Unpublished Dispositionunited States of America, Plaintiff-appellee, v. Lawrence W. Dunning, Defendant-appellant, 894 F.2d 408 (6th Cir. 1990)

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U.S. Court of Appeals for the Sixth Circuit - 894 F.2d 408 (6th Cir. 1990) Jan. 24, 1990

Before BOYCE F. MARTIN, Jr. and RYAN, Circuit Judges, and JOHN W. PECK, Senior Circuit Judge.


ORDER

This case has been referred to a panel of the court pursuant to Rule 9(a), Rules of the Sixth Circuit. Upon examination of the briefs and record, this panel unanimously agrees that oral argument is not needed. Fed. R. App. P. 34(a).

Lawrence W. Dunning appeals the denial of his Fed. R. Crim. P. 35(b) motion to reduce his sentence. The district court sentenced Dunning to the maximum sentence permitted by law (three consecutive five-year sentences) for conspiracy and two mail fraud convictions. Upon consideration, we conclude that the district court was within its discretion in denying defendant's motion.

The decision to grant or deny a Rule 35 motion is within the sound discretion of the district court. United States v. Kadota, 757 F.2d 198, 199 (8th Cir.), cert. denied, 474 U.S. 839 (1985). We review the judgment only for gross abuse of discretion or any illegality in sentencing. See United States v. Lewis, 743 F.2d 1127, 1129 (5th Cir. 1984) (per curiam); United States v. Campbell, 711 F.2d 159, 160 (11th Cir. 1983) (per curiam).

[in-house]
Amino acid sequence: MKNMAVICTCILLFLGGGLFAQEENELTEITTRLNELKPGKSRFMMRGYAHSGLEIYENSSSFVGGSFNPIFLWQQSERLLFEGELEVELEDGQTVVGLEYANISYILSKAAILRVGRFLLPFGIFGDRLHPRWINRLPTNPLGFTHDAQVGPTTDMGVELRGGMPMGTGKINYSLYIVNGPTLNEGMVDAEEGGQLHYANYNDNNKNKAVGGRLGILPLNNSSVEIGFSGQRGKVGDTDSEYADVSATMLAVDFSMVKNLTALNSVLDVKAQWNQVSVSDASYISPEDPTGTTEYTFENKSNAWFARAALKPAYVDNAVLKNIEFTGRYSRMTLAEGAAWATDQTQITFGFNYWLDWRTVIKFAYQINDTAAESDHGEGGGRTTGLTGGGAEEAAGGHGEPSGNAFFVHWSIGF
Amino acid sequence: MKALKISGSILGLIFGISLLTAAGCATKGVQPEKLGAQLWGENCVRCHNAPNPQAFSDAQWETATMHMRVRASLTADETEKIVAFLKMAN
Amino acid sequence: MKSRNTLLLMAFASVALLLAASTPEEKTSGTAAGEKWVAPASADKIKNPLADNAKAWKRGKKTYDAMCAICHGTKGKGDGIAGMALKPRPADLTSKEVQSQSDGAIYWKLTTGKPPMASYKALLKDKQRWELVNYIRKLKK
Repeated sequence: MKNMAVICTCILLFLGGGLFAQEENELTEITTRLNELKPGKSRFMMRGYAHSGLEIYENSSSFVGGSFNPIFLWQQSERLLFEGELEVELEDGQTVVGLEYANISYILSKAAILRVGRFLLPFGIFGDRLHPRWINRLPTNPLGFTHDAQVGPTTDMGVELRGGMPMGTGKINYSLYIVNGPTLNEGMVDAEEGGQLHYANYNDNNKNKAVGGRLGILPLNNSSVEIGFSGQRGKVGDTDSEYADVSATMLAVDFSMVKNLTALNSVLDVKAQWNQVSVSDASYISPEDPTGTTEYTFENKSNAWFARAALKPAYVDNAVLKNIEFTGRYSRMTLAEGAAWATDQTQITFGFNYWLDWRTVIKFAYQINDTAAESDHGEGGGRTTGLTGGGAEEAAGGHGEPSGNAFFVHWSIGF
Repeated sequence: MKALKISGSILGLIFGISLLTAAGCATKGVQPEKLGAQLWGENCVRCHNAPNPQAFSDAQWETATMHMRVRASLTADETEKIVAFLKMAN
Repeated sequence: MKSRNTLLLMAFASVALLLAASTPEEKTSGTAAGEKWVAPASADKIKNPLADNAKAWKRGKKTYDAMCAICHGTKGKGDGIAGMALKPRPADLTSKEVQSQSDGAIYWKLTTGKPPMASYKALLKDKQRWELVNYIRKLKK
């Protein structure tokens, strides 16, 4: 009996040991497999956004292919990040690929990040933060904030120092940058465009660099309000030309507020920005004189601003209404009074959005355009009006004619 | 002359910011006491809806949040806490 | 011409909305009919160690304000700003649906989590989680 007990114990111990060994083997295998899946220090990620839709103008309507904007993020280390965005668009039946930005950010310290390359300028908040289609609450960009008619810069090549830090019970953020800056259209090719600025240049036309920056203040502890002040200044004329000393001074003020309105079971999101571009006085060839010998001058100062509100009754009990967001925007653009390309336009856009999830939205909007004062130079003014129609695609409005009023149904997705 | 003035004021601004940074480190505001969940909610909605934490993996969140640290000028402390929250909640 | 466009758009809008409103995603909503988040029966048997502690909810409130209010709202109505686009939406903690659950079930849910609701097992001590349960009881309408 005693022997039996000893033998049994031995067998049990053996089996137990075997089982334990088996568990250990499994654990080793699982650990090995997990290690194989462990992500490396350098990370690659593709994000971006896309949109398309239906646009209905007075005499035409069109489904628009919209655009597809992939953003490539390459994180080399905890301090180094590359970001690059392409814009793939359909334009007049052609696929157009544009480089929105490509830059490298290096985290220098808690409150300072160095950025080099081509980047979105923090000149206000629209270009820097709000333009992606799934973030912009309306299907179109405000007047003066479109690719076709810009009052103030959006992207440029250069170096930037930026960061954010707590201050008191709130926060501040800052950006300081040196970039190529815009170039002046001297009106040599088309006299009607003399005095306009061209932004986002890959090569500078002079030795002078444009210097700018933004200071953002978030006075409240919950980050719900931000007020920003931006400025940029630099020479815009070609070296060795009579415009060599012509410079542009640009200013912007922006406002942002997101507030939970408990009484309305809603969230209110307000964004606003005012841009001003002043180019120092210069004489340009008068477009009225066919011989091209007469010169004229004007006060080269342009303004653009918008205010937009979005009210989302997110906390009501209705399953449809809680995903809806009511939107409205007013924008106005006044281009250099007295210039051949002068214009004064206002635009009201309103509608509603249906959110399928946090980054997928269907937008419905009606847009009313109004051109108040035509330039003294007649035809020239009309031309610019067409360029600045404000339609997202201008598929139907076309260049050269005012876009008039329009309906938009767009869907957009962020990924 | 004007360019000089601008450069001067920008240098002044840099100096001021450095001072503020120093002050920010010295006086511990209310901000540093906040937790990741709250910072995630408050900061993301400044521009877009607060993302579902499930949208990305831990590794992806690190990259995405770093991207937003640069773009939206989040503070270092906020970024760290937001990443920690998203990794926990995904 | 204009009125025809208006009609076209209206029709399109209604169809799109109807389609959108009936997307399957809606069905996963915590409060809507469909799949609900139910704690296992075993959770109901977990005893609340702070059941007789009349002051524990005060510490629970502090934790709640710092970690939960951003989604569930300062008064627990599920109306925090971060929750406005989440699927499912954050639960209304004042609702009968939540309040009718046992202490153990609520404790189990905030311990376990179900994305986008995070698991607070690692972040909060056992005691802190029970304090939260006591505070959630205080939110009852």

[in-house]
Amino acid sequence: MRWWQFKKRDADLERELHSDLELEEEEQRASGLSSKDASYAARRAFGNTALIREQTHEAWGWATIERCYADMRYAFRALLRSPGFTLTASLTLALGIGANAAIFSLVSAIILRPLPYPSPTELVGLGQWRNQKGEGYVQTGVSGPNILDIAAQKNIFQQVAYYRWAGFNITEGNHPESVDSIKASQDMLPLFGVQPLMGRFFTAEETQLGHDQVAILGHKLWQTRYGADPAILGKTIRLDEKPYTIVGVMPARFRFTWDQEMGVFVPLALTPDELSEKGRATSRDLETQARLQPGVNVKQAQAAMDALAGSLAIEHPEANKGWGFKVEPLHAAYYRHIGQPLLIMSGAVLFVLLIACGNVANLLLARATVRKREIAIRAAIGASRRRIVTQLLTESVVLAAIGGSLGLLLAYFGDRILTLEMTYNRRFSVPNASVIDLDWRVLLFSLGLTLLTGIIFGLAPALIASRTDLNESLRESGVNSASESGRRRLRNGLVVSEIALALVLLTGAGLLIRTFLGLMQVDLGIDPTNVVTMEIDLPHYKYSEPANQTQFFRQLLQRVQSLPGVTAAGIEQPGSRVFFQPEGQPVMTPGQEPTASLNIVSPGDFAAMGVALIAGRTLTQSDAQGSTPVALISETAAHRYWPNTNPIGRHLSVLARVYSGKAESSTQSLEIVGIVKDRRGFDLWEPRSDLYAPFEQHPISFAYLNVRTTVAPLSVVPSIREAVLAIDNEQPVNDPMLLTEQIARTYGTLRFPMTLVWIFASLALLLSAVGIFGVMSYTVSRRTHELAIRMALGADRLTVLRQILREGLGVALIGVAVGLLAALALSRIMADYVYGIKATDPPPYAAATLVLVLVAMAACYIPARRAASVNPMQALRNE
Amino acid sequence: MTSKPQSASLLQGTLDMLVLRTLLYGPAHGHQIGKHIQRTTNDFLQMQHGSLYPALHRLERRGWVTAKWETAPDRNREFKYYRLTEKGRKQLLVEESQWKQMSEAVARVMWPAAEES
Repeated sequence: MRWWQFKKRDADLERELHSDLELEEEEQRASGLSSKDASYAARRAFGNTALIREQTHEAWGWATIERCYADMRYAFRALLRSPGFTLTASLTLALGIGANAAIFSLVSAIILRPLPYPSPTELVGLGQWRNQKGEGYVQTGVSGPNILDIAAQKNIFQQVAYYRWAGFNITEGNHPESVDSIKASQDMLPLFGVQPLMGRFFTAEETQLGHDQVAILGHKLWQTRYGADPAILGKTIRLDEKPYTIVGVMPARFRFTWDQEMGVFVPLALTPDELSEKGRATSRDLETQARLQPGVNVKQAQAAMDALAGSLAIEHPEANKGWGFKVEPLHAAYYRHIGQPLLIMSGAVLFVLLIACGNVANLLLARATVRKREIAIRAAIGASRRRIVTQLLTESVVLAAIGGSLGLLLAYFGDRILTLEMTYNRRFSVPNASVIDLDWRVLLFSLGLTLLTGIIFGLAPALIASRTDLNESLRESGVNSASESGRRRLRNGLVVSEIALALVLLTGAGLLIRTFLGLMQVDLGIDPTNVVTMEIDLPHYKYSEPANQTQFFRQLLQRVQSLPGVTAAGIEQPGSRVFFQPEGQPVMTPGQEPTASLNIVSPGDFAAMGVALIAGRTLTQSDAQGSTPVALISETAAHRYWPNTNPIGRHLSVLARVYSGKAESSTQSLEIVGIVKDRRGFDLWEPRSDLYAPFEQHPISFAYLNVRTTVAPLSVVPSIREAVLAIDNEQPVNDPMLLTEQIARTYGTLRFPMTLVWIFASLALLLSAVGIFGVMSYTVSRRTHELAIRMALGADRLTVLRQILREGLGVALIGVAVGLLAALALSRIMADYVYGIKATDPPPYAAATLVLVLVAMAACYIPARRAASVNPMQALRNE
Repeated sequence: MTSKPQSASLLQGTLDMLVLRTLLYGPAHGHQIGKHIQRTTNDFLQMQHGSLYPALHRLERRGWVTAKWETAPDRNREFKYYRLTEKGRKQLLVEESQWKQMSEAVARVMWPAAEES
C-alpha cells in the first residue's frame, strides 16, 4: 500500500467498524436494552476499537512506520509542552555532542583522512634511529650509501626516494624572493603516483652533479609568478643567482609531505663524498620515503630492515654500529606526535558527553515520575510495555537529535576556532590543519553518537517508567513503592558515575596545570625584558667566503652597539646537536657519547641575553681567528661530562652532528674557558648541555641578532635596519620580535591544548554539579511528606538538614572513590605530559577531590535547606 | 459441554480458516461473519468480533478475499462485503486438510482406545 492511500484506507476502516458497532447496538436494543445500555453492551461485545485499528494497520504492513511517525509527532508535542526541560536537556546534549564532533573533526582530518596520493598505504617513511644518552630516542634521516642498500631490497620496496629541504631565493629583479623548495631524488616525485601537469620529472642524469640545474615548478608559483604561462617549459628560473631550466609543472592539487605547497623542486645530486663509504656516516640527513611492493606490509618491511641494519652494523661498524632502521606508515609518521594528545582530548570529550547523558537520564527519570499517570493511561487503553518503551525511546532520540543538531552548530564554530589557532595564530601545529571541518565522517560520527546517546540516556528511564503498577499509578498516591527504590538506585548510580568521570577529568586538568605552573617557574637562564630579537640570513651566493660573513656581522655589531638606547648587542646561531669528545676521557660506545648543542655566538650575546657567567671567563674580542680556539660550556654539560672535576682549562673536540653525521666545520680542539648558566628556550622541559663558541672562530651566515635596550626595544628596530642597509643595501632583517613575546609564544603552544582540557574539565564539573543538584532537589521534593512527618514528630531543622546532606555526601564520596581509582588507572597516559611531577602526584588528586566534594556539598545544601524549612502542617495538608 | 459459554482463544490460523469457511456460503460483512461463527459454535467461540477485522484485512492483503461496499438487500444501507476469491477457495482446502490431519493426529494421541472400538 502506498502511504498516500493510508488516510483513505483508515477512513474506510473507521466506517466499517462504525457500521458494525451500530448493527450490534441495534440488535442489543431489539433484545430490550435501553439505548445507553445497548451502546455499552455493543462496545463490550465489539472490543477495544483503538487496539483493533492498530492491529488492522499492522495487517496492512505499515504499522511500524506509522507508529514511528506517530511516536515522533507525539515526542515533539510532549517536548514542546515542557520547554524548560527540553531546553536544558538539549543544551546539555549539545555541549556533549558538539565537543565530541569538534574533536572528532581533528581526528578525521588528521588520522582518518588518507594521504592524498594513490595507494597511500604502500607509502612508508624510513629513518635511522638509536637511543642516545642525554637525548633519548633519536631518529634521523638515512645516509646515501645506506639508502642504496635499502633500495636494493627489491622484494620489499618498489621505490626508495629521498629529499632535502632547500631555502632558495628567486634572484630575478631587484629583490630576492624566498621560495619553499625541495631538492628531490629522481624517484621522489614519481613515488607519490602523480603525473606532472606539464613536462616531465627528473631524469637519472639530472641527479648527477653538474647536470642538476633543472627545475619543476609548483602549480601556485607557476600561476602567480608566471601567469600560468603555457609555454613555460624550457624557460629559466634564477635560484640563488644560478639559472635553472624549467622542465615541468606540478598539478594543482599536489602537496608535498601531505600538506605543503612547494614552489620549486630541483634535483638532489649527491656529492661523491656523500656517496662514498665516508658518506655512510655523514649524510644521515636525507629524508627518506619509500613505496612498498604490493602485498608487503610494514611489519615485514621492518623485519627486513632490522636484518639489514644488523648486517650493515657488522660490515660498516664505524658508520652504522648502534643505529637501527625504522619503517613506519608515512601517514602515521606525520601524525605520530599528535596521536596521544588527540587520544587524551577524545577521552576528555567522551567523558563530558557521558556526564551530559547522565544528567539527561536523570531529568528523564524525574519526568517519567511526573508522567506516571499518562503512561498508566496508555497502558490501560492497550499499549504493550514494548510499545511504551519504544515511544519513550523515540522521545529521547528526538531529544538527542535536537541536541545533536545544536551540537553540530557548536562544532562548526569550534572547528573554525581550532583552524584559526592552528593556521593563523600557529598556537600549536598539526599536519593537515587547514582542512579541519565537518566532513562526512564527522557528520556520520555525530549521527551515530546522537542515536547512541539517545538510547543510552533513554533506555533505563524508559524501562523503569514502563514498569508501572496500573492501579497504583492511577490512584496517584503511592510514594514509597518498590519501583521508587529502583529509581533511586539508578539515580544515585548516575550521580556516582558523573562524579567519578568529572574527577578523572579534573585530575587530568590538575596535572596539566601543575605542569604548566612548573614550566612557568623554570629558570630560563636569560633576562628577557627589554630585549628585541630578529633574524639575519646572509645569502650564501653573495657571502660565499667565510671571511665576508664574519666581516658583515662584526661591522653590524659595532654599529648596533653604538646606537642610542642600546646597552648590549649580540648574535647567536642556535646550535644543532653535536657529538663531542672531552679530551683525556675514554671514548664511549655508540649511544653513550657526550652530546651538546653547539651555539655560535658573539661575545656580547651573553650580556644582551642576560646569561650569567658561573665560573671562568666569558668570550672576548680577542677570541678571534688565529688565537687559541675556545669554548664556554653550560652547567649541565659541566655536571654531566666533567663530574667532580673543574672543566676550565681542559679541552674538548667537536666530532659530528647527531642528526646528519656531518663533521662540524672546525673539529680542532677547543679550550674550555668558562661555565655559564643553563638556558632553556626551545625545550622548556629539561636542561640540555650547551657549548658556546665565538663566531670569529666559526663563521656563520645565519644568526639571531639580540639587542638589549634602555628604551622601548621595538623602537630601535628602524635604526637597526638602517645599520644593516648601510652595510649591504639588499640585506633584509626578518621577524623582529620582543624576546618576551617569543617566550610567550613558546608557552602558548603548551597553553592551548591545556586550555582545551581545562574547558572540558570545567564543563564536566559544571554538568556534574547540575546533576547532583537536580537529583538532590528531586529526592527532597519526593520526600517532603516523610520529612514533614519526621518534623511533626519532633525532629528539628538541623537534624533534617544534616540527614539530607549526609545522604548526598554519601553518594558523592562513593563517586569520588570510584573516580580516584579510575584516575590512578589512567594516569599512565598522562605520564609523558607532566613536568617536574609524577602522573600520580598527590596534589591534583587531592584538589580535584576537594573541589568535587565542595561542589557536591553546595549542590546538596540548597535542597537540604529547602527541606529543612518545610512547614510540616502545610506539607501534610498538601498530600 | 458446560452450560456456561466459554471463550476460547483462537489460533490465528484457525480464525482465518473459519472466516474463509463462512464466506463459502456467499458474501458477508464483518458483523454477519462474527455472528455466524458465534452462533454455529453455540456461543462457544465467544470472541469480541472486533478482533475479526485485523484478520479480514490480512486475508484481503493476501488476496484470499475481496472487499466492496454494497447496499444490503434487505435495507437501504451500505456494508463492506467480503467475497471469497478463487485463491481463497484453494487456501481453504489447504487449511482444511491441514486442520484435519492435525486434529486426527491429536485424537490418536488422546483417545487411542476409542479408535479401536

First, defendant's claims that his sentence: (1) is disproportionate to those received by his codefendants, and (2) is cruel and unusual in violation of the eighth amendment, were not presented to the district court. Essentially, defendant's Rule 35 motion was simply a plea for mercy. The two new claims will not be considered in the first instance on appeal. See United States v. Baker, 807 F.2d 1315, 1321 (6th Cir. 1987).

Further, defendant's claim that his sentence is unfair because the new sentencing guidelines call for a lesser sentence is unpersuasive. At the very least, we cannot conclude that the district court committed a gross abuse of discretion simply because the defendant might have received a lesser sentence under guidelines applicable to crimes committed after October 31, 1987.

Accordingly, the judgment of the district court is affirmed. Rule 9(b) (5), Rules of the Sixth Circuit.